2. New pedagogical experiments in online distance learning can be identified although It is likely that they will evolve to more closely resemble regular online courses with flexible learning pathways.  However, a range of paid-for services, including learning support on demand, qualitative feedback on assignments, and certification and credits will develop.
  3. The disruptive effect of MOOCs will be felt most significantly in the development of new forms of provision that go beyond the traditional HE market such as professional and corporate training that appeals to employers.  these will be backed by awards from recognised institutions.
  4. The development of online courses is an evolving model with the market re-working itself to offer a broader range of solutions to deliver services at a range of price levels to a range of student types. There is great potential for add-on content services and the creation of new revenue models through building partnerships with institutions and other educational service providers. As these trends continue to unfold, we can expect to see even more entrepreneurial innovation and change in the online learning landscape.

Deliverology: Assessment & Teaching Methods

deliverology diagrammeJohn Seddon is a UK based systems thinker working primarily in the public sector.  One of his core arguments is that when targets are imposed (a command and control managerial approach) on a system , it results in de facto purposes being created which, in turn, constrains the methods being used to undertake the work at hand (Seddon 2008, 82) – this is critique of Michael Barber’s Deliverology.  I think that there is a lot in this simple analysis for educators when trying to innovate teaching in educational institutions.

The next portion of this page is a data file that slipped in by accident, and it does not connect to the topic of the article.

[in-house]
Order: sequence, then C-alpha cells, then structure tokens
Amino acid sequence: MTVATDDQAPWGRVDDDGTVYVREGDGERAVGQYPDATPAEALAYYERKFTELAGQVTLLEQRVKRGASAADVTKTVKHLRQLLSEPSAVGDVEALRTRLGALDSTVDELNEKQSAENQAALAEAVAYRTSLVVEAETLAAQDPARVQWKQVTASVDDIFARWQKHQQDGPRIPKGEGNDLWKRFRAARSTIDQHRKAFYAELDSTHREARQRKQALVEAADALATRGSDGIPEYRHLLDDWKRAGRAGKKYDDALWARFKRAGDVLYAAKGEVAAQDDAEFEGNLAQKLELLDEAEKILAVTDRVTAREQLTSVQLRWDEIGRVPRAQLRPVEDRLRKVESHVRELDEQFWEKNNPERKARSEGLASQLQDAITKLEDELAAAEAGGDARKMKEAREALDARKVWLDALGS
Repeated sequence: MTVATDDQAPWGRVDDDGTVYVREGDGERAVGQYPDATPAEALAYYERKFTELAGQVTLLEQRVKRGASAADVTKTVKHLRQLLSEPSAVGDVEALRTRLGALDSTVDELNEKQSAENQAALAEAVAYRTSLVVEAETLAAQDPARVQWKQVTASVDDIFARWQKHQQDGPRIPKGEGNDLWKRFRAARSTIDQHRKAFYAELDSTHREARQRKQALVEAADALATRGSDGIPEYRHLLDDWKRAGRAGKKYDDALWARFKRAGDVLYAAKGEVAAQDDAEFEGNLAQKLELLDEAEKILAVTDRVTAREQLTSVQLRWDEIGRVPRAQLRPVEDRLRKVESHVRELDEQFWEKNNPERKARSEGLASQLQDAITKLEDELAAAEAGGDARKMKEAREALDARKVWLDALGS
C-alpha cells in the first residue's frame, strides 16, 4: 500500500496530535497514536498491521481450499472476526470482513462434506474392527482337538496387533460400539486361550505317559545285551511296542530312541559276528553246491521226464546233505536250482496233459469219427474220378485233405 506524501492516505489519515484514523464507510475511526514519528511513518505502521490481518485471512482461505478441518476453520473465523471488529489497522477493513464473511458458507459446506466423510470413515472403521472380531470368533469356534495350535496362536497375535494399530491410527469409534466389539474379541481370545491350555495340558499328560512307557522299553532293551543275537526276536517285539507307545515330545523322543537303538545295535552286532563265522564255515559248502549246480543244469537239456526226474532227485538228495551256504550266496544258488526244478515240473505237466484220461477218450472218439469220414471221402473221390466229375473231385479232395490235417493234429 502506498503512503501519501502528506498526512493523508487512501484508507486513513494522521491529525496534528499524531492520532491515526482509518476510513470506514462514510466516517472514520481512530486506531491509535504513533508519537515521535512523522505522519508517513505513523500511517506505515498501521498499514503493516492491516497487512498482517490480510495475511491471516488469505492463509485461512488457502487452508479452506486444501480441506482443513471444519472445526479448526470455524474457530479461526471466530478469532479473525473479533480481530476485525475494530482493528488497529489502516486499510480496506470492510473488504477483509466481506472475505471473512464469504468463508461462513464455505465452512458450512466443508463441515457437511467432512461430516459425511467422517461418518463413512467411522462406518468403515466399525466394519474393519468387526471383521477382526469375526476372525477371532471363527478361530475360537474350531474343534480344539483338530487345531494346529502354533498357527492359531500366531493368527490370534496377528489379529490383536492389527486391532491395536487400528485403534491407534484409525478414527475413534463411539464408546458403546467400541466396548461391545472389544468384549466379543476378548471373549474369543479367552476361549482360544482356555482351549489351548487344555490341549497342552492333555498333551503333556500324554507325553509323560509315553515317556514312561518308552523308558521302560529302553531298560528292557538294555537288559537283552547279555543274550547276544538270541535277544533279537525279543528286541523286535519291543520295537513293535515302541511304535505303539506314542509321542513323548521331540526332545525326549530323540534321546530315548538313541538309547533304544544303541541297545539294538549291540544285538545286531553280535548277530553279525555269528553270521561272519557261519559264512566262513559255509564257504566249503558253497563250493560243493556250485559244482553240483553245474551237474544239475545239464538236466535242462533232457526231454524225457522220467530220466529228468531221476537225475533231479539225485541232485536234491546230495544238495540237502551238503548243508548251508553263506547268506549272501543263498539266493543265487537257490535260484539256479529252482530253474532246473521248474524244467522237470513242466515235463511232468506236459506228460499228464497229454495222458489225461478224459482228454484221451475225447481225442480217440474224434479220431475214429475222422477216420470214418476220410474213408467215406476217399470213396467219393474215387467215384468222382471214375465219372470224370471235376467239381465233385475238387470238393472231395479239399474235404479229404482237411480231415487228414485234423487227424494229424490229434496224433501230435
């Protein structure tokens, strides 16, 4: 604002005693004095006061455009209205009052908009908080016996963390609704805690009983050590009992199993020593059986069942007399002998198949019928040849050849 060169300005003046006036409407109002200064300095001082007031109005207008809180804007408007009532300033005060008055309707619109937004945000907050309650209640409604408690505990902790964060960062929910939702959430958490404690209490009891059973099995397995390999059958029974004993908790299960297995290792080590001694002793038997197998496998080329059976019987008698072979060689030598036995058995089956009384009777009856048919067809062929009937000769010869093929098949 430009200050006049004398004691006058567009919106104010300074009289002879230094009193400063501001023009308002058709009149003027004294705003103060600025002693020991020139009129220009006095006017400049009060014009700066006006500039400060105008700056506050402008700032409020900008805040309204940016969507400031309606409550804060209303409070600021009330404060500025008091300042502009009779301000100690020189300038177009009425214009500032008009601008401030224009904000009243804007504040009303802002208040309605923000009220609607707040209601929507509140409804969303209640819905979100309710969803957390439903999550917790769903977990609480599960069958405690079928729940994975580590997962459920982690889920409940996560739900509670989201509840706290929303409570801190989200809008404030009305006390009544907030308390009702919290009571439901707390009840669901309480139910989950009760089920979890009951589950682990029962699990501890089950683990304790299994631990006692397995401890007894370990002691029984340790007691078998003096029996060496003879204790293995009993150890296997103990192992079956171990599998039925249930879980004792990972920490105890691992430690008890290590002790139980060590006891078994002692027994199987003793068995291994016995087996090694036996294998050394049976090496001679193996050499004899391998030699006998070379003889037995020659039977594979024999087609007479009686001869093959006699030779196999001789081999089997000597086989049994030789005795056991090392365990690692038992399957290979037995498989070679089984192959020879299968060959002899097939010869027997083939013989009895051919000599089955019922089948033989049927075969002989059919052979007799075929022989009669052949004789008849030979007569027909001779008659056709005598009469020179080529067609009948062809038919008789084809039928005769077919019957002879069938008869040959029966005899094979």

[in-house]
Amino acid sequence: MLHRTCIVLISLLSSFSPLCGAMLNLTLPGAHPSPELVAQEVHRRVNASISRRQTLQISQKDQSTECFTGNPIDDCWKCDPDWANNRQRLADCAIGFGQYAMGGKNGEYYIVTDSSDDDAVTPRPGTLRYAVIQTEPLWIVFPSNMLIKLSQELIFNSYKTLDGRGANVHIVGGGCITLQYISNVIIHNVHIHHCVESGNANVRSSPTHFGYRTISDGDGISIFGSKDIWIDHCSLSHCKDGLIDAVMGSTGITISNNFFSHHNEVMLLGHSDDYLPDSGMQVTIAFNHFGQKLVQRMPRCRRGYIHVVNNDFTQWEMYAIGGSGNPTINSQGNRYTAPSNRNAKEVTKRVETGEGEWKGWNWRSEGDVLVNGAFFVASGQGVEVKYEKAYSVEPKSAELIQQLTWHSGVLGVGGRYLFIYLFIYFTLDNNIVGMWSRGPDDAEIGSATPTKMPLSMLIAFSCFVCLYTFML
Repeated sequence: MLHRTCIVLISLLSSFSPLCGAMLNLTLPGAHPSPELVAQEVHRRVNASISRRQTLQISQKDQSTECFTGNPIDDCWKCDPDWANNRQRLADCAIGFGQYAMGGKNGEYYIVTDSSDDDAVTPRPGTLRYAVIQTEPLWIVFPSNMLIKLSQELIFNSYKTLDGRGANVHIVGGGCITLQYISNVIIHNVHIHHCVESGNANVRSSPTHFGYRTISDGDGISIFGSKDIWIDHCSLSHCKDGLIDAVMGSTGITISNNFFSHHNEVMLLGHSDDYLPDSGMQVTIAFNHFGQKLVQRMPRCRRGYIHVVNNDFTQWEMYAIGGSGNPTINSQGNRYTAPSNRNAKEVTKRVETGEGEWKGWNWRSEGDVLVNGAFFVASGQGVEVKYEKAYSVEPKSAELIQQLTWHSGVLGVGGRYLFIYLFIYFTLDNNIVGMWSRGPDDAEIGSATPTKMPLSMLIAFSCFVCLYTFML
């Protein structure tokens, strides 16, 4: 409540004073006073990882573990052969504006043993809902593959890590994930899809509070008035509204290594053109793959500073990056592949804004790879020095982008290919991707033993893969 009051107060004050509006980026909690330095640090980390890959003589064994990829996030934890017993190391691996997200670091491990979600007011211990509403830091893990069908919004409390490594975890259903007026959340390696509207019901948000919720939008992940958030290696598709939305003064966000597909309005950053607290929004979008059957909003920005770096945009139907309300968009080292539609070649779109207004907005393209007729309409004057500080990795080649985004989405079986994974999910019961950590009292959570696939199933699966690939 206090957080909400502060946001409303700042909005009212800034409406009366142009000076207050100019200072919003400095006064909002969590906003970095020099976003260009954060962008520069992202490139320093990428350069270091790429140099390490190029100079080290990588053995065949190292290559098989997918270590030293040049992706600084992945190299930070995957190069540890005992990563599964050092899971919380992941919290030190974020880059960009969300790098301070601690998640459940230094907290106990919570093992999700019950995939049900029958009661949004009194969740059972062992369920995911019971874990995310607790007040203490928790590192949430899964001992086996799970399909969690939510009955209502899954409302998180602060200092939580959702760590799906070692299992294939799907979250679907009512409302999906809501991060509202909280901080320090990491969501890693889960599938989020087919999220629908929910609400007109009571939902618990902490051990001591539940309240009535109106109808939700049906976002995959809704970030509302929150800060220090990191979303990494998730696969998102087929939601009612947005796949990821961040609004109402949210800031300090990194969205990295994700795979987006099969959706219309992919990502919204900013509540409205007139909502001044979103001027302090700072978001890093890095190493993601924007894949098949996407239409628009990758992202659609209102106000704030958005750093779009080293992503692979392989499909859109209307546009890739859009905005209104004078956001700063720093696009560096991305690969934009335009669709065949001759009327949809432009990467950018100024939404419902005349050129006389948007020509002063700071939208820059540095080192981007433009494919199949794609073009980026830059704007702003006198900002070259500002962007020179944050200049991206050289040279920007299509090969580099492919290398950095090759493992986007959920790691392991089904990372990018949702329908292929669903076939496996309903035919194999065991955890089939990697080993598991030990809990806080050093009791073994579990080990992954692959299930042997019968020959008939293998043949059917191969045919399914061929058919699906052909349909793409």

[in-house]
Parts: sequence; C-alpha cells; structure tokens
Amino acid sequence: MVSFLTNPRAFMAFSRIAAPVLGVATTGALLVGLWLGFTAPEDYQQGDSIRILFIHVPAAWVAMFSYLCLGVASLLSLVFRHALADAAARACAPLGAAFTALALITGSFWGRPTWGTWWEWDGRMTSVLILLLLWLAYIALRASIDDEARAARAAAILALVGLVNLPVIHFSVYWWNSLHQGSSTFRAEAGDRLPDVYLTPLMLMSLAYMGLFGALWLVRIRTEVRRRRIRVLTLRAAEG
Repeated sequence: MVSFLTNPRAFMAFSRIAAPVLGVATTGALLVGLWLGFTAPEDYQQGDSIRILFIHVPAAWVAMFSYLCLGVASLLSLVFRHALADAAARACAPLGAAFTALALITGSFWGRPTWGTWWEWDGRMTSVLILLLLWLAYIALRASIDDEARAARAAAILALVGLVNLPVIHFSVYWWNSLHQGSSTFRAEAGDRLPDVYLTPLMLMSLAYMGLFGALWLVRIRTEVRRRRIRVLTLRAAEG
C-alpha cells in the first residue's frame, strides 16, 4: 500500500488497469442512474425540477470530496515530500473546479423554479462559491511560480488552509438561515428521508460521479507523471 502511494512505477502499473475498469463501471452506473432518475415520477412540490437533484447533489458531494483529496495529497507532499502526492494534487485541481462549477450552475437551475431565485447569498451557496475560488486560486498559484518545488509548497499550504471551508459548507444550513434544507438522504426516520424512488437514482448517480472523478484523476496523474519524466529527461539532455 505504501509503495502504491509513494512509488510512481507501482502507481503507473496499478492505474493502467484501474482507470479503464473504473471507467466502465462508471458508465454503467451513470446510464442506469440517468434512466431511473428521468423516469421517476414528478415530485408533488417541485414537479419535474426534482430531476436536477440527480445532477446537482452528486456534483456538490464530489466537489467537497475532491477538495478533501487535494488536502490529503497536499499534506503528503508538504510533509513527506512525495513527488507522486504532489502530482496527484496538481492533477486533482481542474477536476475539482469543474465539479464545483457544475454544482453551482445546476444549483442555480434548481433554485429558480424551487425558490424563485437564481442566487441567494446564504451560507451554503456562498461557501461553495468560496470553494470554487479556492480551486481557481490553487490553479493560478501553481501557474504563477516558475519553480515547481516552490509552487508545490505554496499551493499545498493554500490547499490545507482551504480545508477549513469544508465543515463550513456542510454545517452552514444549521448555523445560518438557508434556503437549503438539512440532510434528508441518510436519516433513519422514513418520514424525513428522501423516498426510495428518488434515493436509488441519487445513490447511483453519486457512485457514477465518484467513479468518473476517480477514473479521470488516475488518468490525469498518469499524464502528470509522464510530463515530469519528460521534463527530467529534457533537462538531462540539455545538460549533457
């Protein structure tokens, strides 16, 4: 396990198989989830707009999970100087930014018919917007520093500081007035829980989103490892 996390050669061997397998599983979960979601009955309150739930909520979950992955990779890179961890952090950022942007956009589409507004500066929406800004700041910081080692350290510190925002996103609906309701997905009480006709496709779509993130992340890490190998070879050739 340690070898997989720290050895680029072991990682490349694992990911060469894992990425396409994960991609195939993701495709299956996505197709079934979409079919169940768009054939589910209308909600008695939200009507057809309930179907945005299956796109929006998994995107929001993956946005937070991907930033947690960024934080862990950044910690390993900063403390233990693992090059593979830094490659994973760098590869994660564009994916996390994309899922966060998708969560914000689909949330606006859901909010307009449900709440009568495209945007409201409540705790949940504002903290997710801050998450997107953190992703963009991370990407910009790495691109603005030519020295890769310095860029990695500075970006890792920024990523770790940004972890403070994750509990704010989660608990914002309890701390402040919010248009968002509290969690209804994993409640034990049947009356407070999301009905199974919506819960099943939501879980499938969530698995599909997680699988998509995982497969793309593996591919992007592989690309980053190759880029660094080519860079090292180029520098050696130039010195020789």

One example of this in a higher education context is the use of learning outcomes for management and to make uniform the way in which curriculum are described, offering the prospect of a common student experience and a way of standardising evaluative judgements about achievement.  This has lead to a way of authoring course/module specifications that severely restrict what and how students are assessed.  Successfully meeting learning outcomes (coupled with assessment criteria) has become the de facto purpose of the educational system.   As a consequence, educational methods (teaching practices) are severely constrained so that the purpose is met; learners and teachers work tirelessly towards successfully completing the assessments for a course.

Working this way severely distorts the students education in a direction imposed from the outside by what are often poorly constructed requirements in the first place.  Little attention is payed to the needs of the students and there is limited scope for teachers to innovate in their practice as the risks are too high of students failing to meet the targets.

It doesn’t have to be like this.  I would argue for putting the target setting back in the hands of the teachers and learners to identify their local needs (their purpose) and set their own targets thereby enabling teaching methods to be liberated.  This doesn’t have to be a free-for-all approach, but a redressing of the balance back towards the professionalism of the teacher and sharing responsibility for learning with the student will I think improve the outcomes.  In practical terms, there is a place for well crafted learning outcomes that focus on the capabilities we are seeking to develop in learners but that allow for significant negotiation of how to achieve and demonstrate this.